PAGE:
The central theme was “Transforming agriculture for wealth creation in Africa”, with the vision of not just removing hunger and providing food security, but developing agriculture as a business to attack rural poverty and generate surplus income, thereby uplifting the quality of life and providing jobs for millions of unemployed and underemployed youth.

As someone who has served in African for over a dozen years, I would like to commend the recent significant developments in our engagement with Africa, although they aren’t as visible publicly.

Here is an extract from the PM’s speech in Ahmedabad : Since 2015, I have visited six African countries…..Our President has visited three countries…..the Vice-President seven countries….I am proud to say that there is no country in Africa that has not been visited by an Indian Minister in the last three years.”

This is a sea change. Those of us who have served in Africa, as I have done from the early 1980s onward, can recall the frustrations we have felt at the lack of sustained high-level political engagement or the suspended animation in which our ministerial-level joint commission meetings were kept for years because our government and it’s ministers were not available because they were simply not interested. Meanwhile, half the Cabinet would congregate in London and the U.S. on one flimsy pretext or another!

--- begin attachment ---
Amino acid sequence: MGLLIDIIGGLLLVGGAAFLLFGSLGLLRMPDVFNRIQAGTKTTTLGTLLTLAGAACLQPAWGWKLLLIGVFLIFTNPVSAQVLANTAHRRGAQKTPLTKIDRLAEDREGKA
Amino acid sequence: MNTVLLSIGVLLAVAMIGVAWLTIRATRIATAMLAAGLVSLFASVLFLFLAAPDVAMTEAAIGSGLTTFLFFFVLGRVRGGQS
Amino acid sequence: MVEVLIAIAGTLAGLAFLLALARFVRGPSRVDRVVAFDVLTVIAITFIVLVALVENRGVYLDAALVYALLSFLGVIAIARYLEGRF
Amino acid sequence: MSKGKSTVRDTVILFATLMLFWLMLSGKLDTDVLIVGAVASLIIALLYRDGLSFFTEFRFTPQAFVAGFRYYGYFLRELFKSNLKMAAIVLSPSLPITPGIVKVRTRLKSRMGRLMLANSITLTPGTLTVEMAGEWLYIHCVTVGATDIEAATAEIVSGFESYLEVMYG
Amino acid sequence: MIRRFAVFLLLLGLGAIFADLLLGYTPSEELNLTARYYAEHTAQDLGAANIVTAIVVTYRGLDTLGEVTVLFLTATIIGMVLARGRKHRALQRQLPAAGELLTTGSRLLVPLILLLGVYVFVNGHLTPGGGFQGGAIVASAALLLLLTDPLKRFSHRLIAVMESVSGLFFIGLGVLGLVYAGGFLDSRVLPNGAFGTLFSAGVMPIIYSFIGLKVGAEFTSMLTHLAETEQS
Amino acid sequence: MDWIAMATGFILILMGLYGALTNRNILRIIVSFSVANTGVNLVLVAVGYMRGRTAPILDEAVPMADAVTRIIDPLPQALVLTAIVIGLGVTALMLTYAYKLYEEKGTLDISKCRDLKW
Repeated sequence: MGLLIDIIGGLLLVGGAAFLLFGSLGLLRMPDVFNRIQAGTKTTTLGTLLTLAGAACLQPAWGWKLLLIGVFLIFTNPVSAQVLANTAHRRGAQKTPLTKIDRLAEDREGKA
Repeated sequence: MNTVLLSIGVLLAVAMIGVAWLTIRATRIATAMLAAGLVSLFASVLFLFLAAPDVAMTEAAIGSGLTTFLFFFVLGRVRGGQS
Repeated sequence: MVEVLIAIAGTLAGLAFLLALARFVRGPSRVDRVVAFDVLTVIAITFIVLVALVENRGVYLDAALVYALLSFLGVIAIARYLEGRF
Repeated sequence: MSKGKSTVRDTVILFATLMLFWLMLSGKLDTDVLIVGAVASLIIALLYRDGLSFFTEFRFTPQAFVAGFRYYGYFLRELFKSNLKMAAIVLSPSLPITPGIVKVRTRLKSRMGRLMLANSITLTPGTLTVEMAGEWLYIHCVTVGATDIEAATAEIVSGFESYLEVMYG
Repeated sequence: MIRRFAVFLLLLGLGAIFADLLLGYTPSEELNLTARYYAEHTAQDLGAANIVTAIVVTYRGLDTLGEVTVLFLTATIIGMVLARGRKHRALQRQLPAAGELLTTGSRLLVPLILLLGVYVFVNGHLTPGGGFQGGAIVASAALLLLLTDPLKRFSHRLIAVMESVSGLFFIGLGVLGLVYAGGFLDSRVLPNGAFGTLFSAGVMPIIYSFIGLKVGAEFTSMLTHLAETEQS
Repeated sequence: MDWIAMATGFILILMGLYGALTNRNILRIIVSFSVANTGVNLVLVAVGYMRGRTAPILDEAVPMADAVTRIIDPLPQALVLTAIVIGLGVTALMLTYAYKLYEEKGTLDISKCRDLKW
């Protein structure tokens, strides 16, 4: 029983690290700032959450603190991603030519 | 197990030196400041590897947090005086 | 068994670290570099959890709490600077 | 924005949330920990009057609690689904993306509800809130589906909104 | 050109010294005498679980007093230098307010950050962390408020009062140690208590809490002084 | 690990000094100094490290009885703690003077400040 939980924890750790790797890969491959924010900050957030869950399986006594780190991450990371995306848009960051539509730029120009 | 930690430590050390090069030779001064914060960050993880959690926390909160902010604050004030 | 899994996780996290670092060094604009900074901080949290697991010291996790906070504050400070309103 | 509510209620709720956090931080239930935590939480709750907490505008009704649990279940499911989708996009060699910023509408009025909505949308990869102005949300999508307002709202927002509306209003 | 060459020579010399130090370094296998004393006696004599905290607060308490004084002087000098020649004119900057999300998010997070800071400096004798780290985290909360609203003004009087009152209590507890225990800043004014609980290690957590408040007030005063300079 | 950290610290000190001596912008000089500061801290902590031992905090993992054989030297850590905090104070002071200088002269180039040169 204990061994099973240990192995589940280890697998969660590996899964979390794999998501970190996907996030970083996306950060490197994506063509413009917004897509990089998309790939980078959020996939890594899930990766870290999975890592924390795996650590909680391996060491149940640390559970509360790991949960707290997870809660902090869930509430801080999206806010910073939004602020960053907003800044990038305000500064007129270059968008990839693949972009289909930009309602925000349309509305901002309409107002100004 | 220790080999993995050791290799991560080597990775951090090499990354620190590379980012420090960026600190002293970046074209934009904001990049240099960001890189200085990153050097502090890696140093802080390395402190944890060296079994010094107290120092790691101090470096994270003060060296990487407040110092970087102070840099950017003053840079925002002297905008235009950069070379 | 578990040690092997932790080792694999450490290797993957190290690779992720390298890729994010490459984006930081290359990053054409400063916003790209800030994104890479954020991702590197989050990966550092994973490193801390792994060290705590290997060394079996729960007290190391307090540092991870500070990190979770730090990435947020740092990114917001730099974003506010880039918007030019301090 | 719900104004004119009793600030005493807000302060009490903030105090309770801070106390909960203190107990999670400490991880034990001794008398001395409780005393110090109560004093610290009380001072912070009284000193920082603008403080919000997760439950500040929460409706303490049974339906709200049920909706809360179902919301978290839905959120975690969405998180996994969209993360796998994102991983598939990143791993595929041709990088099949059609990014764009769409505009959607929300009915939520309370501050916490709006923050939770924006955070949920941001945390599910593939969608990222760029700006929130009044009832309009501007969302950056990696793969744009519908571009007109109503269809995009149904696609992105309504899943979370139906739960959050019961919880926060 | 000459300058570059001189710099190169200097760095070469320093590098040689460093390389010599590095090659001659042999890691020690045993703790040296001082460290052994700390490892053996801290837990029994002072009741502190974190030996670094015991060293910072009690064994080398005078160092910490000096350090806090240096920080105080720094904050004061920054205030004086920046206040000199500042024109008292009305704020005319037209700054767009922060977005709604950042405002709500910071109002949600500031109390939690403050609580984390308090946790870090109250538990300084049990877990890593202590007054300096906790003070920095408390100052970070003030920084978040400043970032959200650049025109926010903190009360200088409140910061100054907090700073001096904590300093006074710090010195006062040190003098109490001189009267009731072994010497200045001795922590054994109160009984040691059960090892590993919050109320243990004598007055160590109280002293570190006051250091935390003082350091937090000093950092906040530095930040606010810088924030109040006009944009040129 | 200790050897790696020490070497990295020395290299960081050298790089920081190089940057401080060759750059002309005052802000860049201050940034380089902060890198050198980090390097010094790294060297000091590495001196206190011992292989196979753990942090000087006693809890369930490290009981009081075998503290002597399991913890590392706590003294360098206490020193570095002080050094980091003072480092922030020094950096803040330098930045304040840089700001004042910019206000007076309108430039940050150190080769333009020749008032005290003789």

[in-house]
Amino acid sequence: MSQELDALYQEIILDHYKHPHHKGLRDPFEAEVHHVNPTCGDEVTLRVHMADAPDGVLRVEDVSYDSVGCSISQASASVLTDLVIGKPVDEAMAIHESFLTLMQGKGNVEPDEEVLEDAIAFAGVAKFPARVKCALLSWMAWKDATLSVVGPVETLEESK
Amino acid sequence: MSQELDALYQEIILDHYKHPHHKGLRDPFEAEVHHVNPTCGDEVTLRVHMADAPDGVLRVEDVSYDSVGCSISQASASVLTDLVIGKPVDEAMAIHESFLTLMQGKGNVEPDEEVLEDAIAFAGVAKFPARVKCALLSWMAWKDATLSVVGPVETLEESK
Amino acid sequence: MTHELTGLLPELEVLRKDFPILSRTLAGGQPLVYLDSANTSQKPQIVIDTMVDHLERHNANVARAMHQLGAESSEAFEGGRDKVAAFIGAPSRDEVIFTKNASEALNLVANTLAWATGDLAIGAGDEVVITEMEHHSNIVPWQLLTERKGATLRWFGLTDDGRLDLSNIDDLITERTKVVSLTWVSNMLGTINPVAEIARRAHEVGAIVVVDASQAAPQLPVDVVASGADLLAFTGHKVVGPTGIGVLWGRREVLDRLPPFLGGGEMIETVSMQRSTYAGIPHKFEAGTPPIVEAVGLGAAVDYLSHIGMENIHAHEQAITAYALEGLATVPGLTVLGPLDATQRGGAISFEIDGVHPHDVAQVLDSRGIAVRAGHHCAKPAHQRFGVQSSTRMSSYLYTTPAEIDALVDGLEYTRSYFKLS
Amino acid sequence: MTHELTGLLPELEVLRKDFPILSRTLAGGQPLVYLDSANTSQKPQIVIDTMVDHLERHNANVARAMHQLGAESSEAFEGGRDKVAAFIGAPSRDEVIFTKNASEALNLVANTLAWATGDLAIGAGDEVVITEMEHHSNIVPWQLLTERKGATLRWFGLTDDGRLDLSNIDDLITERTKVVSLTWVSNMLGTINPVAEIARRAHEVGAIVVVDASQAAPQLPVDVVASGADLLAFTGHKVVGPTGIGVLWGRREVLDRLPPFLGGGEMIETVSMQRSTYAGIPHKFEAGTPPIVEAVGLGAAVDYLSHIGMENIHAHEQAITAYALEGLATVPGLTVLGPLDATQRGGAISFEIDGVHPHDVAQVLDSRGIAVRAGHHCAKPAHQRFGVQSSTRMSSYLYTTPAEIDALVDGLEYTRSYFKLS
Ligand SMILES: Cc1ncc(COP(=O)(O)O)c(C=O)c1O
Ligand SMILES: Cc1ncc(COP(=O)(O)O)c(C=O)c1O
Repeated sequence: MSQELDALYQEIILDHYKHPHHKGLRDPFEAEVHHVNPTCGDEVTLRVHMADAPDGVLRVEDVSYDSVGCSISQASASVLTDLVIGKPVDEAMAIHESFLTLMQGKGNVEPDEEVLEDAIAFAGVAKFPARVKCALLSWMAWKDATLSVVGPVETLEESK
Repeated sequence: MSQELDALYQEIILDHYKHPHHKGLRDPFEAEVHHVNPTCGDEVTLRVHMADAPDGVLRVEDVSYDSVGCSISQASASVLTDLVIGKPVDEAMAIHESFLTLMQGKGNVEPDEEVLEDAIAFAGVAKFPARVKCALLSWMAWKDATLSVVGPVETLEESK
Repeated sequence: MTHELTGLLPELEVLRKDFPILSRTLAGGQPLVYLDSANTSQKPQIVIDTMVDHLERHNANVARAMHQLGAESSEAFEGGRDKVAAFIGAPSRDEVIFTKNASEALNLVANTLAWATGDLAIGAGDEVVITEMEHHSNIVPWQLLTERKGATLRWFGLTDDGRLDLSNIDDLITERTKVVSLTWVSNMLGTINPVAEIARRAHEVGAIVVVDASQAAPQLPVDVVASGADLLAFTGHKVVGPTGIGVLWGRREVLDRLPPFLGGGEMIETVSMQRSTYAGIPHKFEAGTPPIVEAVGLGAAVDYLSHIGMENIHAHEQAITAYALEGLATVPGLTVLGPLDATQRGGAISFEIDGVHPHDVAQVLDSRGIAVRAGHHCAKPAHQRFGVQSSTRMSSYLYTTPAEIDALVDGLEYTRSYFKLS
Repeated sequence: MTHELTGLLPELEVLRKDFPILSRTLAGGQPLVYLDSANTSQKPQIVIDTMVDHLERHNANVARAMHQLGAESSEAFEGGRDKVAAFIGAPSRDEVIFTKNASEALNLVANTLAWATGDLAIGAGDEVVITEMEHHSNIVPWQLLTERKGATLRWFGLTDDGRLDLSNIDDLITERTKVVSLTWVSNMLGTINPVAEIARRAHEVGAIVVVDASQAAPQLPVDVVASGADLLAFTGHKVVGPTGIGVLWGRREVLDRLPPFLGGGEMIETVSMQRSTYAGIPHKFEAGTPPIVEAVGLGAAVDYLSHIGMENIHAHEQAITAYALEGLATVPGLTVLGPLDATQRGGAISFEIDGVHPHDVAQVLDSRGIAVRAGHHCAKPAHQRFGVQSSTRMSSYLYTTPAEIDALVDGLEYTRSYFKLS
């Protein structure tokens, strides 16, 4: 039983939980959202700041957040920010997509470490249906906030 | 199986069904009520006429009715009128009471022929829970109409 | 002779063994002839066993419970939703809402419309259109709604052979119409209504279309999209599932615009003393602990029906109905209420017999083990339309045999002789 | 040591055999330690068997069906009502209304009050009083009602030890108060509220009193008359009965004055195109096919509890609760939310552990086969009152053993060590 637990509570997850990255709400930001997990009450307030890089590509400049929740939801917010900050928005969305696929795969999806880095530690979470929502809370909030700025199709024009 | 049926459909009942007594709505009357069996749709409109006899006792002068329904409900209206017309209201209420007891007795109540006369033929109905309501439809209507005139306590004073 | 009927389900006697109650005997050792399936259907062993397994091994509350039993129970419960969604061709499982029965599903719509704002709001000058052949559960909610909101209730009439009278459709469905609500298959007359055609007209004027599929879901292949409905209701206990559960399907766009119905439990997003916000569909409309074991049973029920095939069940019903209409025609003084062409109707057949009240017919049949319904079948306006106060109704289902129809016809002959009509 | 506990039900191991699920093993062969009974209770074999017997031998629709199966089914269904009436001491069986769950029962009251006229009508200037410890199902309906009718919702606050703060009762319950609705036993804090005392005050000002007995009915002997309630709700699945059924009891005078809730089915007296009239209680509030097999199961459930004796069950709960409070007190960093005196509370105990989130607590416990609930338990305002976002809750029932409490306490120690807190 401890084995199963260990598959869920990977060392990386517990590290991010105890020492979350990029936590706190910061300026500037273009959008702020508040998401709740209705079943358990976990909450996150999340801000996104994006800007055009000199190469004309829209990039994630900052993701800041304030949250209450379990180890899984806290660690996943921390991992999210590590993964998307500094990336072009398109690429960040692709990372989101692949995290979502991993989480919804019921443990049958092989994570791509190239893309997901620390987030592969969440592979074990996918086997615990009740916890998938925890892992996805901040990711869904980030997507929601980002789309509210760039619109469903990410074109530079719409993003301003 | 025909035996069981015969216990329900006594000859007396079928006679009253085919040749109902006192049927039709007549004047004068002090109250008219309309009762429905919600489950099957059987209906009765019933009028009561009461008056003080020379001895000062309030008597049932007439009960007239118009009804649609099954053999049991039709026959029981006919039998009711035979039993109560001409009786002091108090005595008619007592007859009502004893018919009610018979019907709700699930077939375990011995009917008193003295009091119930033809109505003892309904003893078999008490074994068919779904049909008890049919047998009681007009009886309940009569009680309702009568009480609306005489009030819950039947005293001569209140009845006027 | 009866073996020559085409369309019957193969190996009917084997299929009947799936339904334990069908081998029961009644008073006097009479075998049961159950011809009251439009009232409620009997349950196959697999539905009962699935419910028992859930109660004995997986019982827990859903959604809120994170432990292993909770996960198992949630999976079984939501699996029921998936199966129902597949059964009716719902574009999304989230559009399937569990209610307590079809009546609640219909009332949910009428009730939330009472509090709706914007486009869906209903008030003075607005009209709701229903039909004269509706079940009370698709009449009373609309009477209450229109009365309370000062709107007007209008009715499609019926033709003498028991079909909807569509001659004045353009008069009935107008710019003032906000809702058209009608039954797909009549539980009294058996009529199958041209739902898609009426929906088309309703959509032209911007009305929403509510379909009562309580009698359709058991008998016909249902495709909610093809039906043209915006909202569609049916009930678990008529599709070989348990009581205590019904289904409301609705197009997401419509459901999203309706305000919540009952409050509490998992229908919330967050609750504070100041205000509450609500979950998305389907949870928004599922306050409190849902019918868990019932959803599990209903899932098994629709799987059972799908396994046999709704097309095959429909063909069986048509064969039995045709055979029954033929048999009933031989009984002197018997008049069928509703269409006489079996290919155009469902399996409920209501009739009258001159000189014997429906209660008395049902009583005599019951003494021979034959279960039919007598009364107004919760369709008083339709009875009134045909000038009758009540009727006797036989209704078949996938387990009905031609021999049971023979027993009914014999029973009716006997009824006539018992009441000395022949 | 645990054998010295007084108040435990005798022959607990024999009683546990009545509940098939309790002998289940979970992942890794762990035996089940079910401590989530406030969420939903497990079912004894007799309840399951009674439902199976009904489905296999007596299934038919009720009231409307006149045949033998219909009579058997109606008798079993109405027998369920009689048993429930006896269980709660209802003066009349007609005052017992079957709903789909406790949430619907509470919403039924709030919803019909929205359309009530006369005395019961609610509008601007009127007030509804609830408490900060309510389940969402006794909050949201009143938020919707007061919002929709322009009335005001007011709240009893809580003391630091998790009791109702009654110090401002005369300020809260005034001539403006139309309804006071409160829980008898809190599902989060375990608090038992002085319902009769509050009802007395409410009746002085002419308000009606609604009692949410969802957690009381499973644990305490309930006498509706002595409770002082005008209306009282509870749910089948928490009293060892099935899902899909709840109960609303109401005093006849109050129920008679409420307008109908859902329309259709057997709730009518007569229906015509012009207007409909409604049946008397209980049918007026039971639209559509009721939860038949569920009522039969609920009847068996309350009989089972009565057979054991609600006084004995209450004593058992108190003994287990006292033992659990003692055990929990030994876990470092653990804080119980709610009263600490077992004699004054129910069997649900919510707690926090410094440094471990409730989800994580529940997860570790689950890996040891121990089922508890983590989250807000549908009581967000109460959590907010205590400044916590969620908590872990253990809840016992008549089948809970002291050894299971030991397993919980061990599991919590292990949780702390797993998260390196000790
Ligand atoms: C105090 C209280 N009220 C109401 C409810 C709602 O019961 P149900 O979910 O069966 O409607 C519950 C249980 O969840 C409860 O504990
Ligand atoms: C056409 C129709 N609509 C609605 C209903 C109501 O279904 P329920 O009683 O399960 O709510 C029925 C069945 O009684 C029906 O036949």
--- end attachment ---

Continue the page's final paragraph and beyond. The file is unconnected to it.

The matchless goodwill that India enjoyed as the foremost supporter of the liberation movements in Africa could hardly keep resonating endlessly, as the new generations in independent Africa grappled with a changing and newer world. Full marks to the Modi dispensation for this. We have lost time, but with this much-needed course correction we can recover easily, given the vastly greater resources that we bring to bear on our diplomacy today.